No cyclist I can think of would opt for the sidewalk if you provide a smooth, physically protected bike lane for them to use instead. Asphalt is far more pleasant to ride on than typical sidewalk pavement. So that would resolve a big part of the conflicts.

    As for crosswalks – again, smarter design can resolve some of the issues. Protected intersections provide ample opportunity for cyclists and pedestrians to negotiate each other, without combining their issues with drivers’ conflicts.

    There is no way to perfectly resolve all conflicts – at some point, we have to cross one another’s paths of travel – but with smart design, we can reduce the conflicts between cyclists and pedestrians to the point where they’re getting along at least as well as drivers and pedestrians now do.

  • disqus_1pvtRUVrlr

    Those are not children; at the most they are adolescents. And I’d like to see these laws that require that children bike on the sidewalk. The UVC and most state codes don’t specify an age at which a bicyclist may ride on the street.

  • disqus_1pvtRUVrlr

    The horror! And children no less.

    Are you as outraged at the tens of thousands of fatalities resulting from automobiles, and the millions more injuries, including permanently debilitating injuries from car crashes, mostly caused by adults (that should have better skills and judgement than children).

  • disqus_1pvtRUVrlr

    So you complain that bicyclists use the sidewalk, and now you are complaining that they are on the street in bike lanes. Which is it? Just admit that you are a cranky troll that has issues with that horrible contraption called a bicycle.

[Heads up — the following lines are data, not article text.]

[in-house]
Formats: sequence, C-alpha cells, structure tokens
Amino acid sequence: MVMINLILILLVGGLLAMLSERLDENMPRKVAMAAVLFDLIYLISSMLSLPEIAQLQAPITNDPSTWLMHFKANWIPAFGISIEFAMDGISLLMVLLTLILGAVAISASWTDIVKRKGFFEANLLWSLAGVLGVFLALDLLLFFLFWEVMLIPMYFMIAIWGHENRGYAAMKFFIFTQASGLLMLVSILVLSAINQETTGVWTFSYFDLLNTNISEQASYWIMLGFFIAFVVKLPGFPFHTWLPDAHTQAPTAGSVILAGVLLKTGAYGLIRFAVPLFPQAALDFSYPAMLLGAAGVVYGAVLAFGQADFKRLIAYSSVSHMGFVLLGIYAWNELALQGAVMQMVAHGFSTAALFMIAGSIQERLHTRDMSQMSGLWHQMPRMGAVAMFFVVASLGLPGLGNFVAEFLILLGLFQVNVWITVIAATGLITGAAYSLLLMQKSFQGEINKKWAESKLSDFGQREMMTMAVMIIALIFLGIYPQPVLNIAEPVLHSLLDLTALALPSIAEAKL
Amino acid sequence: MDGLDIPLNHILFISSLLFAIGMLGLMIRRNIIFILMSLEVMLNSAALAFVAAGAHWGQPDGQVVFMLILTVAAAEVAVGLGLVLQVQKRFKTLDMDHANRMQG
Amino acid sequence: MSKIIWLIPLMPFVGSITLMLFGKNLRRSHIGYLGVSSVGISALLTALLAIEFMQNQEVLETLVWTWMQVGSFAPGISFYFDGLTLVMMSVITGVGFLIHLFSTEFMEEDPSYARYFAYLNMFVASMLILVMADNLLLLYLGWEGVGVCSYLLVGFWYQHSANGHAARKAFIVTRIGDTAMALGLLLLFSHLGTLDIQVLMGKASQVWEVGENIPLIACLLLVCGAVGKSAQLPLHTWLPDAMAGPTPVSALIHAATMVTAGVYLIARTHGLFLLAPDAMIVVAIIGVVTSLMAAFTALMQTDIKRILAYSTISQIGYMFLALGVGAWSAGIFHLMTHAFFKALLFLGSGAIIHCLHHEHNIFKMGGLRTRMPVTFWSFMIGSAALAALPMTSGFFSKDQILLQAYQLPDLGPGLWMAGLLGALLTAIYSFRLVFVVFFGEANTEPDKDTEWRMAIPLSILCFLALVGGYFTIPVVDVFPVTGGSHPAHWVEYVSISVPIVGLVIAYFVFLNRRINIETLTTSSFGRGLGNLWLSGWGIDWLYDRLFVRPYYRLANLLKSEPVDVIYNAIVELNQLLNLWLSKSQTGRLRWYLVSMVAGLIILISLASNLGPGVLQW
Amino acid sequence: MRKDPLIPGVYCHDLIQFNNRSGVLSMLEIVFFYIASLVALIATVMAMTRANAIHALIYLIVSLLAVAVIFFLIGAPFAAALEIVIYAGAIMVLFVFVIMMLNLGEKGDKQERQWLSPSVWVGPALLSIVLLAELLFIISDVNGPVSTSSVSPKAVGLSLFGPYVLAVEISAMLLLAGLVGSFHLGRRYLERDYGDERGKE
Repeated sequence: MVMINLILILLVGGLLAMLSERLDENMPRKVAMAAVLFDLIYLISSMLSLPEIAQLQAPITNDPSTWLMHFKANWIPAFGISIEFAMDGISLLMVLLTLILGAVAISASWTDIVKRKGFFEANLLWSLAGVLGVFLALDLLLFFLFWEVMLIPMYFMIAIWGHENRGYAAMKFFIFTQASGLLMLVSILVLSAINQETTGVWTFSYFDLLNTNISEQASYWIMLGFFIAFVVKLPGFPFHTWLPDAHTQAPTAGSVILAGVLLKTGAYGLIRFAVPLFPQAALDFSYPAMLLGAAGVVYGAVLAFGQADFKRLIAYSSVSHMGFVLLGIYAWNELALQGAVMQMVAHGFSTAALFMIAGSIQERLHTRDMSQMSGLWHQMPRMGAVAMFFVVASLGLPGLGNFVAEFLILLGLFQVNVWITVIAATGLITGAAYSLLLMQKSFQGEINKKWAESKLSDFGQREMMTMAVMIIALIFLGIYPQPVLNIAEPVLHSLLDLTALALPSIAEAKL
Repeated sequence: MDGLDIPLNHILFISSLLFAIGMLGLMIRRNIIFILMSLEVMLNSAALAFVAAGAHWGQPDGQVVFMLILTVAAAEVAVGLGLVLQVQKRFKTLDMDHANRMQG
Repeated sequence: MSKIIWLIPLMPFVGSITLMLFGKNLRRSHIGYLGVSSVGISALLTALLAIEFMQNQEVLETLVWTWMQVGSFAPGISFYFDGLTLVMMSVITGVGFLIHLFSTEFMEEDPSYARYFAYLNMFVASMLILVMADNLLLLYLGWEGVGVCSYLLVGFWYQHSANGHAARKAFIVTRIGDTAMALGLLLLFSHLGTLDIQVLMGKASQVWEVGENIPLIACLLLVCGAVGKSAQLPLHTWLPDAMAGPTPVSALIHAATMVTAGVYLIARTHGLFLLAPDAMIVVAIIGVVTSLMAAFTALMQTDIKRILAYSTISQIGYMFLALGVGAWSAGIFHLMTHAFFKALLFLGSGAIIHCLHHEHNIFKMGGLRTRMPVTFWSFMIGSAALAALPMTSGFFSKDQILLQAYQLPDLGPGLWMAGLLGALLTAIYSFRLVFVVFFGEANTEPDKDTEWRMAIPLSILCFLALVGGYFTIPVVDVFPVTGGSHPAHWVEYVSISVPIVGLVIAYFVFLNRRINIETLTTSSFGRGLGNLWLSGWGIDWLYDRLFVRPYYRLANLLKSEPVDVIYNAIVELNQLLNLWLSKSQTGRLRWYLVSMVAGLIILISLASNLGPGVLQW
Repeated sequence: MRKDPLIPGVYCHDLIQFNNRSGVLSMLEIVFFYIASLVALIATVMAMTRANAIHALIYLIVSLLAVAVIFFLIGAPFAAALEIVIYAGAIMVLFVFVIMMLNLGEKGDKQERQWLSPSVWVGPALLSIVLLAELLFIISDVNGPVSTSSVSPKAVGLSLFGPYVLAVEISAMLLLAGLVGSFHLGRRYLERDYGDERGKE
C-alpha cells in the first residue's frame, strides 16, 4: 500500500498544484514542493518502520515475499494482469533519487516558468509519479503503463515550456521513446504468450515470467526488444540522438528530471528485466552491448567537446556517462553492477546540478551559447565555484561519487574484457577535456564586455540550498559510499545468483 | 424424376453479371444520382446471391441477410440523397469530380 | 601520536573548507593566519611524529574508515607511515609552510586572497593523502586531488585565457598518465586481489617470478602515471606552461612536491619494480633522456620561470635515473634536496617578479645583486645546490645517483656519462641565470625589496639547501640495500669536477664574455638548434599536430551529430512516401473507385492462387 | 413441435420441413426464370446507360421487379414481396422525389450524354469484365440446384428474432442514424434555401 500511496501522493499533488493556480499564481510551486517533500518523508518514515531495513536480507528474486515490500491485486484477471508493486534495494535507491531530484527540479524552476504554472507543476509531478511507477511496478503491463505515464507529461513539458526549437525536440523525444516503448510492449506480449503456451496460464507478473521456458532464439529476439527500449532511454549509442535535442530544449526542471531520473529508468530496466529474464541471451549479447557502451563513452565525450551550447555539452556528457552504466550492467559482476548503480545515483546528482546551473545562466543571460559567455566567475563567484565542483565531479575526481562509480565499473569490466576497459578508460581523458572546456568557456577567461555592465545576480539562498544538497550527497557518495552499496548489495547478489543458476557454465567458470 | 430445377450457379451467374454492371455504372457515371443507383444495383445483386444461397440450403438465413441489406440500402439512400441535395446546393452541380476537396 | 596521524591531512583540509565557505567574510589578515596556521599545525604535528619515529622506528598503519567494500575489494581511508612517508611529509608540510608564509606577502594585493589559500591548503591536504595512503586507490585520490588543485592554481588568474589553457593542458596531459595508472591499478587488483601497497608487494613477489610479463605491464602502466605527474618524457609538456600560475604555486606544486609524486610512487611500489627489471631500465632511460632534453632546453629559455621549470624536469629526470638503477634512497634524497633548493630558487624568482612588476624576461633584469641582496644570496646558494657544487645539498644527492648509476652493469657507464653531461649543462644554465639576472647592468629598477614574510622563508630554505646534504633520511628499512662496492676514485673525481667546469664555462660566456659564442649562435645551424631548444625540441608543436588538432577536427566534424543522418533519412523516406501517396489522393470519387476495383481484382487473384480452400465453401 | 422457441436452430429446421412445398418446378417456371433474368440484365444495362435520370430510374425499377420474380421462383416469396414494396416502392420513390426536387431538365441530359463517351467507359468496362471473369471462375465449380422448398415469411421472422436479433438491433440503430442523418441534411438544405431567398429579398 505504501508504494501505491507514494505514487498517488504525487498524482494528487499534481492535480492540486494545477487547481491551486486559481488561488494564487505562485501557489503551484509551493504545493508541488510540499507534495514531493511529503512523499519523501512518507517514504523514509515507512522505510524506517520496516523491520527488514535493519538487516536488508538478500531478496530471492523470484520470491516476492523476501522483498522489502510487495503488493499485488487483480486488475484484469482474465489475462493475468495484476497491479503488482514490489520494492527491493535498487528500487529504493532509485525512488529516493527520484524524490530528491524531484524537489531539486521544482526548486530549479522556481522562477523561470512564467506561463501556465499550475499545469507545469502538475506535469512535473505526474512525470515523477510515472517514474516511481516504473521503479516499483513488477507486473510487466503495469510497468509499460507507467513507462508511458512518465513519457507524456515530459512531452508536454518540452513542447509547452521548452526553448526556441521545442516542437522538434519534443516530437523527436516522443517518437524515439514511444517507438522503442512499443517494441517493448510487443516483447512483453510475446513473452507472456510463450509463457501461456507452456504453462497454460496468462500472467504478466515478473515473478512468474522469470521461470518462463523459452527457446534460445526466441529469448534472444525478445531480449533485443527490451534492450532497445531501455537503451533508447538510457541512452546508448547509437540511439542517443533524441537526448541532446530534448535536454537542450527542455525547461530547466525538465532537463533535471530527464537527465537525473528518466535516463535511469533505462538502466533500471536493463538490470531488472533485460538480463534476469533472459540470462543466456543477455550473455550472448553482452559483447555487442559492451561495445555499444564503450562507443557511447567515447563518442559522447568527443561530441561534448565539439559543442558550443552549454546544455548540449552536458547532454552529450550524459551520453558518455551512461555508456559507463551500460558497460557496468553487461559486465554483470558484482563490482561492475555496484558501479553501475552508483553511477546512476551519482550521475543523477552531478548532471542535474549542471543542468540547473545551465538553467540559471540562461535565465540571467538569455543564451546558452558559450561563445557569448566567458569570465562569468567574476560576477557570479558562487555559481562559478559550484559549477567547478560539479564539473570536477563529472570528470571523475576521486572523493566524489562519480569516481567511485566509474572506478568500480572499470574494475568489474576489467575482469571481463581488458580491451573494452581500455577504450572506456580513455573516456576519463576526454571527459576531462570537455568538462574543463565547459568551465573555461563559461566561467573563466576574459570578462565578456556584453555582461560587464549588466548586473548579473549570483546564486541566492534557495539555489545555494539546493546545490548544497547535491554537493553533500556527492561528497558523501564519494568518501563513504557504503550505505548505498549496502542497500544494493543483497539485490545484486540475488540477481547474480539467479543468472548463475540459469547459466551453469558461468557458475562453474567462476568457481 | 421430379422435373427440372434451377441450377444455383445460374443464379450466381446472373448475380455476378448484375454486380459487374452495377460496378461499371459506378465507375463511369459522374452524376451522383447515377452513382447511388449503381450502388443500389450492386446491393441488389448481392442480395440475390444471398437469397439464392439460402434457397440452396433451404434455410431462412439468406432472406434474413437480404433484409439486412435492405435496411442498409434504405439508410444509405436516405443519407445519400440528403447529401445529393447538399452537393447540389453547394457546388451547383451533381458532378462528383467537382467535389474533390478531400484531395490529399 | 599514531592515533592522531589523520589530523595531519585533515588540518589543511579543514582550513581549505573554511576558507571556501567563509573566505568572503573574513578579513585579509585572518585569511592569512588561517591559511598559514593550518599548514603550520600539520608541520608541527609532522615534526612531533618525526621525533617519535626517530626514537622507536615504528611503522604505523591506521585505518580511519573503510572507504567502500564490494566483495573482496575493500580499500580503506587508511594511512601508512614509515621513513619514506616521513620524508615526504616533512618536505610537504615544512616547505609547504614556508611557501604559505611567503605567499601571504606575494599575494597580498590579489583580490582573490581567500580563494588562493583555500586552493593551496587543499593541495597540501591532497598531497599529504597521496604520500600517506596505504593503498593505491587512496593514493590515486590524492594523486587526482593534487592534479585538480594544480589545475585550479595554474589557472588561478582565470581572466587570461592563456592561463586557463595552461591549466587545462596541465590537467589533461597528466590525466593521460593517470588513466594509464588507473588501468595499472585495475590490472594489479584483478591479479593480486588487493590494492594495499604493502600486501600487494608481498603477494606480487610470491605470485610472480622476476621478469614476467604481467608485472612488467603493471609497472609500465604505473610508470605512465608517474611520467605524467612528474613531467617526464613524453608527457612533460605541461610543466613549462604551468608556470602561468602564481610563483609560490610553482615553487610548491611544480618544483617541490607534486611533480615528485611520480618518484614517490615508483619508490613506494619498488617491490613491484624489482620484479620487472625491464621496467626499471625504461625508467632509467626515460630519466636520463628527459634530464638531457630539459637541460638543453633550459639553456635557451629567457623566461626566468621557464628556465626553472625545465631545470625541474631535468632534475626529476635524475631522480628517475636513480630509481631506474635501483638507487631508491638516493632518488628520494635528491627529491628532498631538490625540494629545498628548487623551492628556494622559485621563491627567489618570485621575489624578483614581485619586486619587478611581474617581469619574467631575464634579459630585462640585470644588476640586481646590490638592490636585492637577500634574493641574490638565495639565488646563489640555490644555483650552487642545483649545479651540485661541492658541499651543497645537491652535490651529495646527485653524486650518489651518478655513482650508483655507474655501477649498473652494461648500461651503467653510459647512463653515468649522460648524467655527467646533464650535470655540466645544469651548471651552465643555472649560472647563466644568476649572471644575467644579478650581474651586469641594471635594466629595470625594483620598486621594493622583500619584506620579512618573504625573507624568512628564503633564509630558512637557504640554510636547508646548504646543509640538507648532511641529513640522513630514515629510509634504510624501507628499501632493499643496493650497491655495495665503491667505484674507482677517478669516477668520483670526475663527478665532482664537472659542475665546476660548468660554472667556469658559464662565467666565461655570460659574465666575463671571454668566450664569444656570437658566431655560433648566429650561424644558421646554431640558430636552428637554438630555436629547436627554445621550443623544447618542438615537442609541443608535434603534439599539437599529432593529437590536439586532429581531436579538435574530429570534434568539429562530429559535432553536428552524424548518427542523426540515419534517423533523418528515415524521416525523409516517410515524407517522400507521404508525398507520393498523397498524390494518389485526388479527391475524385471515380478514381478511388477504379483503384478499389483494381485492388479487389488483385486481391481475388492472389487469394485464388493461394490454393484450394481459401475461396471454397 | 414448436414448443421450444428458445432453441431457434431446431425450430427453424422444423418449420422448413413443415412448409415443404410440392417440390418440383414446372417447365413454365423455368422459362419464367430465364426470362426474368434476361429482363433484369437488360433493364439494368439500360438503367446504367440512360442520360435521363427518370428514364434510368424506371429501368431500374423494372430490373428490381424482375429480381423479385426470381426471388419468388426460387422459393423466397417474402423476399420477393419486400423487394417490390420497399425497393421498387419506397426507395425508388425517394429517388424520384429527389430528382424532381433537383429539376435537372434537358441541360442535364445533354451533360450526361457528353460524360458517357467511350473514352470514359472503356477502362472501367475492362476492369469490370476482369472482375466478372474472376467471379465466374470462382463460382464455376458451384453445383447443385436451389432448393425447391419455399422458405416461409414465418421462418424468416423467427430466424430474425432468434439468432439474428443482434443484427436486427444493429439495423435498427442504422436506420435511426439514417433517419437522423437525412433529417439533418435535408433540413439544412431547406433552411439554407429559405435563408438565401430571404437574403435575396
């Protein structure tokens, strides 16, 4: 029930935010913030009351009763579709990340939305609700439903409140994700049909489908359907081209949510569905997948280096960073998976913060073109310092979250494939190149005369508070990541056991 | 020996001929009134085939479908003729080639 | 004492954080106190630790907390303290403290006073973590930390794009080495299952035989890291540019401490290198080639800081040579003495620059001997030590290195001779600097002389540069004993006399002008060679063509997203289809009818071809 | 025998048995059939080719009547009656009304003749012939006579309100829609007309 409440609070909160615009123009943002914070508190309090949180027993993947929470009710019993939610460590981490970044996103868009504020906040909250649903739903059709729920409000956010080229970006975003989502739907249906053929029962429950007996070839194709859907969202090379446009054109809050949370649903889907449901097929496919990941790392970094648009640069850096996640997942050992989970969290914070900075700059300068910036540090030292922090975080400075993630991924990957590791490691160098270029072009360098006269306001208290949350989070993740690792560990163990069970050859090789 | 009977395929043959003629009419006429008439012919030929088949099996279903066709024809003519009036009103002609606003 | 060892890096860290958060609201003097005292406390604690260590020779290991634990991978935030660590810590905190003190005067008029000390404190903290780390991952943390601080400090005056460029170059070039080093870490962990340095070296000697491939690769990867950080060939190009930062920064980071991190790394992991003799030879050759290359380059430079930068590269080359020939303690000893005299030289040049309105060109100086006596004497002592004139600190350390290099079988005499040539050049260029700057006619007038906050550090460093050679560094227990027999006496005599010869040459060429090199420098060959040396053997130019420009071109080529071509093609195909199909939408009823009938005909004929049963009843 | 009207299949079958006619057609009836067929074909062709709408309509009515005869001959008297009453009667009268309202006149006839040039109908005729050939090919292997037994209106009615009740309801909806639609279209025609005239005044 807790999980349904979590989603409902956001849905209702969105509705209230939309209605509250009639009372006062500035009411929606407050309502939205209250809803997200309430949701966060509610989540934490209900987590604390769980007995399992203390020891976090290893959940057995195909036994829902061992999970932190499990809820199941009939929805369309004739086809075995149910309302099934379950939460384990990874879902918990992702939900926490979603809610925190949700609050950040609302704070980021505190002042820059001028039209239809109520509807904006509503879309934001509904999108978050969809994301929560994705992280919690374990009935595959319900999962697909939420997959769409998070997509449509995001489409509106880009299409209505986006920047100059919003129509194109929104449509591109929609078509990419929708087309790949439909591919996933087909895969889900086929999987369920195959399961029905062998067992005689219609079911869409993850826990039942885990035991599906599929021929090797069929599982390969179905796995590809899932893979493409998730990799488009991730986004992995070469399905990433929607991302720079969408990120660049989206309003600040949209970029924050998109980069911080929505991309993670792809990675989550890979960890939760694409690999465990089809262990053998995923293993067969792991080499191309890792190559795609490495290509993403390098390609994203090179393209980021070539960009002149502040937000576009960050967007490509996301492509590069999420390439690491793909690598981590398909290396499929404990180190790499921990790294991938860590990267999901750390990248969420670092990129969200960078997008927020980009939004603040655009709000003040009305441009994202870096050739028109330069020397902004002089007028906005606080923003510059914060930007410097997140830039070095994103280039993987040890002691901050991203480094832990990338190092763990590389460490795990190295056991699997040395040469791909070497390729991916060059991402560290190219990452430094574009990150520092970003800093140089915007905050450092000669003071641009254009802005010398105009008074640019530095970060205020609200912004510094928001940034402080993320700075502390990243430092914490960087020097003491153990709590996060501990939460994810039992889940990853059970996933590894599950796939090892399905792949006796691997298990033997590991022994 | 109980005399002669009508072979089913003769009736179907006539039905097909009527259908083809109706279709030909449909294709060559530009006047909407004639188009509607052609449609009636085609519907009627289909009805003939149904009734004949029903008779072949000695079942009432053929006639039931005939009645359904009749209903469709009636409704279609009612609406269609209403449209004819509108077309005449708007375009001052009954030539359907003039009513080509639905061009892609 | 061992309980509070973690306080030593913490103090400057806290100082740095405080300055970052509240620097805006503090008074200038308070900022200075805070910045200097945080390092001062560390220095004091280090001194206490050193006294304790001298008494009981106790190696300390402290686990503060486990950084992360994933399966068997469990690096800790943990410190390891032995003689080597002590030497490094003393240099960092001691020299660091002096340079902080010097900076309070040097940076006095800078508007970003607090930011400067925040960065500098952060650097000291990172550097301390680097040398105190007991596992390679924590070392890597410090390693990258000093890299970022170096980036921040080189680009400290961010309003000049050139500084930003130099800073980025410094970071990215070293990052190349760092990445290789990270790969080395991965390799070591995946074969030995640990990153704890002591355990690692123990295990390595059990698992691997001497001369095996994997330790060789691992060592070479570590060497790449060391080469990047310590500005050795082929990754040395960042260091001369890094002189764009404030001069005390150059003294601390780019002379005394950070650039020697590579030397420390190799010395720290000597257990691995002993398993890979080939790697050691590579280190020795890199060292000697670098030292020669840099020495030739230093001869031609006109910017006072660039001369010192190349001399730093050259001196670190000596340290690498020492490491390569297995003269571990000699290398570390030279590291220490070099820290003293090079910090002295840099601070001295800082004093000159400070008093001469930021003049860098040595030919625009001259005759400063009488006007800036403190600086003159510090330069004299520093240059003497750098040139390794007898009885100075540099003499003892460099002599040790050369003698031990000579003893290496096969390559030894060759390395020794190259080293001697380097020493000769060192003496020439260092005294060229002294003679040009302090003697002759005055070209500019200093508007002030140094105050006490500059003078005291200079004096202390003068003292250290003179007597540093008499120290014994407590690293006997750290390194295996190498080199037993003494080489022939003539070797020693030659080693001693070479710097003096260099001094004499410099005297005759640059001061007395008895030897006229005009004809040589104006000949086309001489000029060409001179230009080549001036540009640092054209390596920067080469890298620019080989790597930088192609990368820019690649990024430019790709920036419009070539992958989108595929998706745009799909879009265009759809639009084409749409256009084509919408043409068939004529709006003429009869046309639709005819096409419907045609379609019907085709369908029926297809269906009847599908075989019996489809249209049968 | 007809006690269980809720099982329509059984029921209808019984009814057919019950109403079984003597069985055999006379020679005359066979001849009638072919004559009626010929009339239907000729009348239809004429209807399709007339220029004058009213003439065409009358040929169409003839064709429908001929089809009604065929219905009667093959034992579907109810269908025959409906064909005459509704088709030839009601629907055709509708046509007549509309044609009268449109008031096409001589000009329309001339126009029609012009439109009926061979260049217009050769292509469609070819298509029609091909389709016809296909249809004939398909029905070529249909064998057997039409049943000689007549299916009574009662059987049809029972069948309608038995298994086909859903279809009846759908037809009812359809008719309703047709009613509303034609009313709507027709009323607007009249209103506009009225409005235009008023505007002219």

• disqus_1pvtRUVrlr

    The helmet fetish is one of the biggest issues in the US. Wear a helmet, that’s the key to safety. Articles almost universally refer to the helmet, even when the bicyclist dies from massive trauma after being driven over by a commercial vehicle. There was a similar article where the “journalist” cited five times the fact that the woman wasn’t wearing a helmet. But not once did he mention that she had no lights. Sadly, that was what contributed to her demise. They could have at least used her crash/fatality as a means to educate on the importance of having lights at night, but nope…she wasn’t wearing a helmet (repeat 5x).

  • Ted Parkinson

    Yes comrade! It is only after the proletariat have taken over the means of production that we will have clear and unbiased media.

  • disqus_1pvtRUVrlr

    Apparently you don’t know what freedom of speech means. And ironically, it seems that if you had your way, some socialist media would dictate what speech is allowed, which is at the heart of the First Amendment (the government shall not limit speech). Amazing cognitive dissonance.

  • Wranger